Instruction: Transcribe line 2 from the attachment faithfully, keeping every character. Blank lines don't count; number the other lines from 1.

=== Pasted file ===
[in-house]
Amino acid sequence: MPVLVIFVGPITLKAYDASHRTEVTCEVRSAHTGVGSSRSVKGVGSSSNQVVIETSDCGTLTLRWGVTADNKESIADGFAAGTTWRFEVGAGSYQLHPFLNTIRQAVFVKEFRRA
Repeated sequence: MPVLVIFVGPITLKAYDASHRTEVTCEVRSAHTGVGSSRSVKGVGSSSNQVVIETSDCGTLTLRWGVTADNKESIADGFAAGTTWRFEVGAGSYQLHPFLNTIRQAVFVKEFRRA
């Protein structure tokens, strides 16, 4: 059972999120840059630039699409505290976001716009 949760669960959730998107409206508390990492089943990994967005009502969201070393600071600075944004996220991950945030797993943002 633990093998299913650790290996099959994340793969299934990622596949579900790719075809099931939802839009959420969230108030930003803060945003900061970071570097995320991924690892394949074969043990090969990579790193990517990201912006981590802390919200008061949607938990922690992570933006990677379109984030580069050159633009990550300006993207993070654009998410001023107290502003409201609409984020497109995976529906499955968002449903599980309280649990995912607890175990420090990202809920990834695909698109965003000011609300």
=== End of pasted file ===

Amino acid sequence: MPVLVIFVGPITLKAYDASHRTEVTCEVRSAHTGVGSSRSVKGVGSSSNQVVIETSDCGTLTLRWGVTADNKESIADGFAAGTTWRFEVGAGSYQLHPFLNTIRQAVFVKEFRRA